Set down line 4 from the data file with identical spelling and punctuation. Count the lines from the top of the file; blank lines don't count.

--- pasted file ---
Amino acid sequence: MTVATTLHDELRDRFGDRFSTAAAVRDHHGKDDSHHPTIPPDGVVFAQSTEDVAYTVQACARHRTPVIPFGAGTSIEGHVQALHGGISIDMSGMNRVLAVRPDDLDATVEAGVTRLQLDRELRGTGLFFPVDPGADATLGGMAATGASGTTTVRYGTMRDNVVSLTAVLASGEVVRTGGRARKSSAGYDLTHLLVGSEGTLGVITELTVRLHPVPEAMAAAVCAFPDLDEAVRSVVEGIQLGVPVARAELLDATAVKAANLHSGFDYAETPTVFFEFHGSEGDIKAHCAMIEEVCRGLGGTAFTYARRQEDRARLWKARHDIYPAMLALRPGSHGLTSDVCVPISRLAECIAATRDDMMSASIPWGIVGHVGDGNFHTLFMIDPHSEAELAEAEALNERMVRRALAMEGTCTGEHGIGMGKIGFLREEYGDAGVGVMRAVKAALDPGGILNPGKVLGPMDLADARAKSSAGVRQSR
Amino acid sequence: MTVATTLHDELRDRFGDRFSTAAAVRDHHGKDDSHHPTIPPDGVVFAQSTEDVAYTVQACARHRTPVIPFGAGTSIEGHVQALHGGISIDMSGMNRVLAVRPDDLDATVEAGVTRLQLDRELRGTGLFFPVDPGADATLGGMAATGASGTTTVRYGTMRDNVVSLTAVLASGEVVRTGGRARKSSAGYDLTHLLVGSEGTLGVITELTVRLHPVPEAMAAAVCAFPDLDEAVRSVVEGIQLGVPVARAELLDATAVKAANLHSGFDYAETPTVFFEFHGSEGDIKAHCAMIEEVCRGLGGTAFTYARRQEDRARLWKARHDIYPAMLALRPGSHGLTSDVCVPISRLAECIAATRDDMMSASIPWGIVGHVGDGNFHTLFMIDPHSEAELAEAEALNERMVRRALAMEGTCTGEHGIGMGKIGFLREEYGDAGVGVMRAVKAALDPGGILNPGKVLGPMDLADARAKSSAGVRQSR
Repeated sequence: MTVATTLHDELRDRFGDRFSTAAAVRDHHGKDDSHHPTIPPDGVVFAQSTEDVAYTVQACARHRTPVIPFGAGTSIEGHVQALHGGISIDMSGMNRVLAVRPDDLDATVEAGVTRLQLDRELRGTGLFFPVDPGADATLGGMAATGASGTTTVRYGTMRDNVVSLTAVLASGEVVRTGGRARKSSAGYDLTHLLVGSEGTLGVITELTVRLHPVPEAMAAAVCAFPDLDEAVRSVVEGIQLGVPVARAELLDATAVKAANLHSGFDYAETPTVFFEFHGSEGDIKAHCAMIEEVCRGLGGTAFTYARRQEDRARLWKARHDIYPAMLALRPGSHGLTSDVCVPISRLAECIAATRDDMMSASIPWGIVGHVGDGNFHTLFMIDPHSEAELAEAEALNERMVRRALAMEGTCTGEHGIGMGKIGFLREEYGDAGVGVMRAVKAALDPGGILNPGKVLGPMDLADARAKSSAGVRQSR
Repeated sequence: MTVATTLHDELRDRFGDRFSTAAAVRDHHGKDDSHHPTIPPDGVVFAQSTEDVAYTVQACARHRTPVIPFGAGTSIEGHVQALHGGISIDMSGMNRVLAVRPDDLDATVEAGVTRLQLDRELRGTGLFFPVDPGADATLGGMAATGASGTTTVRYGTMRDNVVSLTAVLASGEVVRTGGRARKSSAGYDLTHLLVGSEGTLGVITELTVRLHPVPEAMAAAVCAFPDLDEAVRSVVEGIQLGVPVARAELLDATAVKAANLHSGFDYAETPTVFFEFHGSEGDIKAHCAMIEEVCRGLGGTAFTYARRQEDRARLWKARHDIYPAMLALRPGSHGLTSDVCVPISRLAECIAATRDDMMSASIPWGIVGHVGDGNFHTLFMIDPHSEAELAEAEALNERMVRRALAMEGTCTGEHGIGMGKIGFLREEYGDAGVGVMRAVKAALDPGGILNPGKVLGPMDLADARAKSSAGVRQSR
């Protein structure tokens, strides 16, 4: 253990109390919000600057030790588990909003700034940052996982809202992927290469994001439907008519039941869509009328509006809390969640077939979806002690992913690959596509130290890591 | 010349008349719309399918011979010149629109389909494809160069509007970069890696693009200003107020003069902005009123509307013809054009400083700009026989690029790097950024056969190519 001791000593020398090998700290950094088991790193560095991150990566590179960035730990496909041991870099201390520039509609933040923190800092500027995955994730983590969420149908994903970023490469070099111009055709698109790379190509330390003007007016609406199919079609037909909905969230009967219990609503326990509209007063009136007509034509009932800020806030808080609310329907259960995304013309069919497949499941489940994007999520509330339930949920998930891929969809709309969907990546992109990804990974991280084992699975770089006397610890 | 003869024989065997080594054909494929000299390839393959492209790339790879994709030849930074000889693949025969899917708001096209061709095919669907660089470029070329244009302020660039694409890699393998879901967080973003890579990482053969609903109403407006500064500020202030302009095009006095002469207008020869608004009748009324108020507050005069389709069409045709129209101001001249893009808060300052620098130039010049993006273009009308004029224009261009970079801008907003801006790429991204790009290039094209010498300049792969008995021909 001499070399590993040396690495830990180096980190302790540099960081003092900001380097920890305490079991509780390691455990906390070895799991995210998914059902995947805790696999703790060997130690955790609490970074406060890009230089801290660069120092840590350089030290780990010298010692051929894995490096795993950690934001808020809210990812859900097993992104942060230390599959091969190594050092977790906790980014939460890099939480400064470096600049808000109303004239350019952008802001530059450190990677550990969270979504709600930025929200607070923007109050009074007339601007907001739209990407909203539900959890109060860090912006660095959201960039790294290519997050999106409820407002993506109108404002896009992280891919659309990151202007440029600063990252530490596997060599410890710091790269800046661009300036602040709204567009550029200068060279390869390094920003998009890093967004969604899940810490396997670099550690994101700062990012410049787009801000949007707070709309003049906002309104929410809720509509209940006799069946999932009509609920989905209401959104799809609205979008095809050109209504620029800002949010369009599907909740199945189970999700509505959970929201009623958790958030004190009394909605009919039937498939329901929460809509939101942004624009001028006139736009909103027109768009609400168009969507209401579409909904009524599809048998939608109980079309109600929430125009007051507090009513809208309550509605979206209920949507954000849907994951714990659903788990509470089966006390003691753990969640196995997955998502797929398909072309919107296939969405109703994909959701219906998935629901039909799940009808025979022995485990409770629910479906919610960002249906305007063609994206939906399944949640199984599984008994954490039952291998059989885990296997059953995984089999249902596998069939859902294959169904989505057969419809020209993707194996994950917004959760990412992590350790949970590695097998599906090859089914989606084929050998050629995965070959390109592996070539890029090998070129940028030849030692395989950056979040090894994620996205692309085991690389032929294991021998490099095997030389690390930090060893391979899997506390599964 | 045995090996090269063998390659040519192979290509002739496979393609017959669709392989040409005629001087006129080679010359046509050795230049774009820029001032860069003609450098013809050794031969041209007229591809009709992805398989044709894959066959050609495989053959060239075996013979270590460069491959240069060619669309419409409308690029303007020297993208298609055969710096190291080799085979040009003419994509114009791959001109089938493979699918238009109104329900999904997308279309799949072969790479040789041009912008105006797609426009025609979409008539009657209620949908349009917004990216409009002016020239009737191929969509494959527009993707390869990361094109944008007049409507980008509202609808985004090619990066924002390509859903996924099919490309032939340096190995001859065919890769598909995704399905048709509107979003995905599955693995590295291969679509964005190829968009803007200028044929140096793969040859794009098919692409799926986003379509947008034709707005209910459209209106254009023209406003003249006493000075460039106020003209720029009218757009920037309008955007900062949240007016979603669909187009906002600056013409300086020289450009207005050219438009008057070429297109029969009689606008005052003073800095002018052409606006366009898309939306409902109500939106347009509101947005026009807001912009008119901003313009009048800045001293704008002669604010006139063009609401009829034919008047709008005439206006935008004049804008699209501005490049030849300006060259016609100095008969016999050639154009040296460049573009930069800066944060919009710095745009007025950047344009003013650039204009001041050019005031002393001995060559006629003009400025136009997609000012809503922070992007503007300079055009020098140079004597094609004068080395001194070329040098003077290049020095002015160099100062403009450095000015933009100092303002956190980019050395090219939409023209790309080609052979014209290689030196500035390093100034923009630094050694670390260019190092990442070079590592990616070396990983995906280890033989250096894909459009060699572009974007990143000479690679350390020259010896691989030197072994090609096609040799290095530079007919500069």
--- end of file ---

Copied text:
Repeated sequence: MTVATTLHDELRDRFGDRFSTAAAVRDHHGKDDSHHPTIPPDGVVFAQSTEDVAYTVQACARHRTPVIPFGAGTSIEGHVQALHGGISIDMSGMNRVLAVRPDDLDATVEAGVTRLQLDRELRGTGLFFPVDPGADATLGGMAATGASGTTTVRYGTMRDNVVSLTAVLASGEVVRTGGRARKSSAGYDLTHLLVGSEGTLGVITELTVRLHPVPEAMAAAVCAFPDLDEAVRSVVEGIQLGVPVARAELLDATAVKAANLHSGFDYAETPTVFFEFHGSEGDIKAHCAMIEEVCRGLGGTAFTYARRQEDRARLWKARHDIYPAMLALRPGSHGLTSDVCVPISRLAECIAATRDDMMSASIPWGIVGHVGDGNFHTLFMIDPHSEAELAEAEALNERMVRRALAMEGTCTGEHGIGMGKIGFLREEYGDAGVGVMRAVKAALDPGGILNPGKVLGPMDLADARAKSSAGVRQSR